The money, which does not include the $2.5 million generated by the Livestrong Gala in October, is up three percent from the same time period in 2011. The number of people donating is up 7.3 percent.
Garvey, a retired venture capitalist, credited Armstrong on Monday for changing the way the world views people affected by cancer.
Armstrong's spot on the 15-person board likely will be filled in the coming weeks.
“Because of Lance, there is today more focus on the individuals whom this disease strikes, and on healing the person, not just killing the disease,” Garvin said in a statement.
Armstrong took over as full-time chairman when he retired from cycling the first time in 2005. As chairman, he represented the foundation at events around the world and also was in daily contact with foundation chief executive Doug Ulman.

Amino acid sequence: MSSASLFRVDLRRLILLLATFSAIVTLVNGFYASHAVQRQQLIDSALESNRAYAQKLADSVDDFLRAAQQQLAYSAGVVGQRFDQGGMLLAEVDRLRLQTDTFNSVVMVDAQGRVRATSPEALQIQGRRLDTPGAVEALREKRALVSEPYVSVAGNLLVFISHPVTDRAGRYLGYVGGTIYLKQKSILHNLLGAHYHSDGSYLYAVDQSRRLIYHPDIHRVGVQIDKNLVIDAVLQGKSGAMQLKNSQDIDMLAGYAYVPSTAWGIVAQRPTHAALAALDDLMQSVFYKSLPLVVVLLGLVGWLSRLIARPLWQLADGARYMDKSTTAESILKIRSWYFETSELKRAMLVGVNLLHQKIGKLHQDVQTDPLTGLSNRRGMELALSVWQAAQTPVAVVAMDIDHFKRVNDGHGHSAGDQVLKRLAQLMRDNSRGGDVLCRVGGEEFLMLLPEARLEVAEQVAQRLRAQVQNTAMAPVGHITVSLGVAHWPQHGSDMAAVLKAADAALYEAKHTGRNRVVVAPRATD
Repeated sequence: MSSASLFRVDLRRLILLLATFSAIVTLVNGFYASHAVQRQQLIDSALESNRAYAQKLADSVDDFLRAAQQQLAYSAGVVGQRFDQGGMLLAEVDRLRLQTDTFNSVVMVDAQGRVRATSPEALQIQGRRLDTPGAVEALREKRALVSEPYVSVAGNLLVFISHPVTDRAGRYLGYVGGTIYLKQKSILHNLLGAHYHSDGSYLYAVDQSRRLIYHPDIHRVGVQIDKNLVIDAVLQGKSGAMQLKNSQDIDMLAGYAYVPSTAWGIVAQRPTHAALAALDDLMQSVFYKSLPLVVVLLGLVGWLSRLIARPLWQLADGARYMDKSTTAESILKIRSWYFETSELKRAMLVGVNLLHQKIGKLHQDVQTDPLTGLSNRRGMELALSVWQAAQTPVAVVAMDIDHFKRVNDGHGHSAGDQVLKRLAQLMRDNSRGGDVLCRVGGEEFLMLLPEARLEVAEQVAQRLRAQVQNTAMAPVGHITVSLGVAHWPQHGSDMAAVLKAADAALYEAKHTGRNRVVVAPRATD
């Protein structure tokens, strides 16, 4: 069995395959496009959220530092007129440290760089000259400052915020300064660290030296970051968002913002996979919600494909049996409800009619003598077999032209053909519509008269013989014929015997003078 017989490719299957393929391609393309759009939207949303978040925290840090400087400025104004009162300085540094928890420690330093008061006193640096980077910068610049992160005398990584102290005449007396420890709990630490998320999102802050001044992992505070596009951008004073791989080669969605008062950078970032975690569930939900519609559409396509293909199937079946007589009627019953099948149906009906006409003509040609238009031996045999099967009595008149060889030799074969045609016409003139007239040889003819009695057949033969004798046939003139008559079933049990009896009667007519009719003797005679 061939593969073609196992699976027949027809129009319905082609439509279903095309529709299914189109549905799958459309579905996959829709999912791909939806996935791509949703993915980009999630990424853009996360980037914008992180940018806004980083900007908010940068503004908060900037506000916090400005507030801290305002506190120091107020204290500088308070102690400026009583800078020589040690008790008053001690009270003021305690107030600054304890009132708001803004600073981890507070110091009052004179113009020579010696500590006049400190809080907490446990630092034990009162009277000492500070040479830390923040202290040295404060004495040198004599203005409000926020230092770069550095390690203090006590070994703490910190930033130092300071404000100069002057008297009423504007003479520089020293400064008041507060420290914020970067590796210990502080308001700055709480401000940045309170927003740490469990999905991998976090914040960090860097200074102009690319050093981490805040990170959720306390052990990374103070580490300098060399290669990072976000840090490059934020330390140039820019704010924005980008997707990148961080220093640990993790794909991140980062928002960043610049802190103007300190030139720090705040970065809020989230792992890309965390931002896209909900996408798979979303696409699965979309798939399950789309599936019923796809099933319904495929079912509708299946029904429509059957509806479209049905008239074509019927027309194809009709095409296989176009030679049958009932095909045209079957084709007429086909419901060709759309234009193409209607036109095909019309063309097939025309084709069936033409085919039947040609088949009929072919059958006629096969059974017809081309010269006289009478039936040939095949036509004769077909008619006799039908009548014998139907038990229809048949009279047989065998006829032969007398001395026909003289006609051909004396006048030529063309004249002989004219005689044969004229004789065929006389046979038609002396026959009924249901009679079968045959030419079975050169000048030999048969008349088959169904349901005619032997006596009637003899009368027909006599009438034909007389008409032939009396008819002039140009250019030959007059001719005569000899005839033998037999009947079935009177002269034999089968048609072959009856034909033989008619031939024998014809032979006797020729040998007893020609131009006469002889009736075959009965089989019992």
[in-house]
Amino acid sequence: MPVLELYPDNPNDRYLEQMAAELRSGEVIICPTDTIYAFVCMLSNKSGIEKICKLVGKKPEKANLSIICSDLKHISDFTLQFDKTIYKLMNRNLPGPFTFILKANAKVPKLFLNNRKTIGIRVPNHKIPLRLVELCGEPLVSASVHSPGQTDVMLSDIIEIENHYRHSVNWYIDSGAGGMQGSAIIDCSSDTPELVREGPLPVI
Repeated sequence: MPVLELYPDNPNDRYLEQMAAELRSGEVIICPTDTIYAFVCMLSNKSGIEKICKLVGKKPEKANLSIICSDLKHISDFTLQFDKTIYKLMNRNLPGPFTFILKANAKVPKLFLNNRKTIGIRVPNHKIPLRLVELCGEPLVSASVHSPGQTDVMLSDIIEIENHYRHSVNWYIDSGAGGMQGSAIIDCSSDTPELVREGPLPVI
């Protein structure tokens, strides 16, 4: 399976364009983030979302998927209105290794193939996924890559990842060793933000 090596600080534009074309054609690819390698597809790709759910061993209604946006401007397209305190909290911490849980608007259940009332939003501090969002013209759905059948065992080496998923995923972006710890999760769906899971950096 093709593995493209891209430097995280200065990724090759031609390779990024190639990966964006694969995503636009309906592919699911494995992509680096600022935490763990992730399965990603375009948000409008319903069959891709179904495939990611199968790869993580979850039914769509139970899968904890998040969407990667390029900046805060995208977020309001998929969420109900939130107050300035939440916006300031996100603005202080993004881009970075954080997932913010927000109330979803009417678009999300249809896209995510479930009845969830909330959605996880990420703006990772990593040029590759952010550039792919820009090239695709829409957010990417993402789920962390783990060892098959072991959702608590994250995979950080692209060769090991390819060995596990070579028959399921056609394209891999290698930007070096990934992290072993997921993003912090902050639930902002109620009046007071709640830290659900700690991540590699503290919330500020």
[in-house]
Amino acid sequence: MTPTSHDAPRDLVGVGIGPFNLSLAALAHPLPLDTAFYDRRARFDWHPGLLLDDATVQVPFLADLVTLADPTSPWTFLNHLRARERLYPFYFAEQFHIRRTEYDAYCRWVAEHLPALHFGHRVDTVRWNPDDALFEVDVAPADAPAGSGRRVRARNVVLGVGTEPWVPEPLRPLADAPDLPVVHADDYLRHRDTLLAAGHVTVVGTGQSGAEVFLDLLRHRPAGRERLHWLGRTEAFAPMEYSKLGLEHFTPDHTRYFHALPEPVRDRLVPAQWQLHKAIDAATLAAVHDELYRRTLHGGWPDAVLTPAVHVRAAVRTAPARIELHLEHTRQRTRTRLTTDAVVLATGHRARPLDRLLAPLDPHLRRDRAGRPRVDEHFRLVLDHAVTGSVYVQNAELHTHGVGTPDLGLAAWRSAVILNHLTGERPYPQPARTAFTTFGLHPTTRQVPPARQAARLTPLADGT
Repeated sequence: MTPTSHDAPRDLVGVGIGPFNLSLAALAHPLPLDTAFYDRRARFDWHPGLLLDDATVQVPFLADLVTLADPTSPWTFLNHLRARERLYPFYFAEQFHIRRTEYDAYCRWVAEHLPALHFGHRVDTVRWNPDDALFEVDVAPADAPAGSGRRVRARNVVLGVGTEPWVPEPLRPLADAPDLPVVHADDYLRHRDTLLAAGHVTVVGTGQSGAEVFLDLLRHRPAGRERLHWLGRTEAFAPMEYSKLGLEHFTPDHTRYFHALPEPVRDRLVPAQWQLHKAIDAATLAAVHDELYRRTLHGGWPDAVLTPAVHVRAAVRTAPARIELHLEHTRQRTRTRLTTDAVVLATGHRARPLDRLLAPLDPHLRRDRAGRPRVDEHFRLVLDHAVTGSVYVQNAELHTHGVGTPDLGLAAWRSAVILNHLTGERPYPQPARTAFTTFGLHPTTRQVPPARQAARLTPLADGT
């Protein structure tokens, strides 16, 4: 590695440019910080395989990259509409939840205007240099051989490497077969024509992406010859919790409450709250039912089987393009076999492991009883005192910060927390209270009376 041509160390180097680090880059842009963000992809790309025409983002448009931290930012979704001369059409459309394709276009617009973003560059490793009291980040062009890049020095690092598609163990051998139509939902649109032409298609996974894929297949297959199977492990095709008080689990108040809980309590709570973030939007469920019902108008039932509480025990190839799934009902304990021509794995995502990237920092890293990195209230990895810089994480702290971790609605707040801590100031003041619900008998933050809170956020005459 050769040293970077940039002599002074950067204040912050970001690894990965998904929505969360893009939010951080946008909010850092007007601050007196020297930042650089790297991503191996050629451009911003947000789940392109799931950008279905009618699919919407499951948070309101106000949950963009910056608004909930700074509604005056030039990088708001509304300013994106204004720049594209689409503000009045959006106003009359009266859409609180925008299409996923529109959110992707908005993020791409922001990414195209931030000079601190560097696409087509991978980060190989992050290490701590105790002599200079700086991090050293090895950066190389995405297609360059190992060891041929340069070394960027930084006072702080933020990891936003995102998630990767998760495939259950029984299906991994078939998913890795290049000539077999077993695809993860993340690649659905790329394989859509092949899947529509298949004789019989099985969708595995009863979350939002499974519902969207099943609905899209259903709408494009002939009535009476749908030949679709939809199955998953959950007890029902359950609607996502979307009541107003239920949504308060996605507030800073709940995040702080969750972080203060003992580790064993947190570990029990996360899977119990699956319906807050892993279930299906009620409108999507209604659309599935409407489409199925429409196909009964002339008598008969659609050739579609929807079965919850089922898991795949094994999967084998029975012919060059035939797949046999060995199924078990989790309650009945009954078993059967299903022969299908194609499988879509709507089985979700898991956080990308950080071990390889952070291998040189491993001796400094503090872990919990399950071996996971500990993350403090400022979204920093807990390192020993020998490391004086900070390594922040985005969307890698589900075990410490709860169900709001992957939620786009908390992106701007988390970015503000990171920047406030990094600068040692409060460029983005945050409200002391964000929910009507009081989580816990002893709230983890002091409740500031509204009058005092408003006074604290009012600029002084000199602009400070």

Armstrong returned to Austin late last week after spending nearly two weeks at his home in Hawaii.
He did not return a message Monday from the American-Statesman.
However, Armstrong has been active on his Twitter account.
On Saturday, he tweeted a photo to his 3.8 million followers showing him “layin' around.” The photo was of Armstrong reclining at a room in his Austin home, with his seven framed Tour jerseys adorning the walls.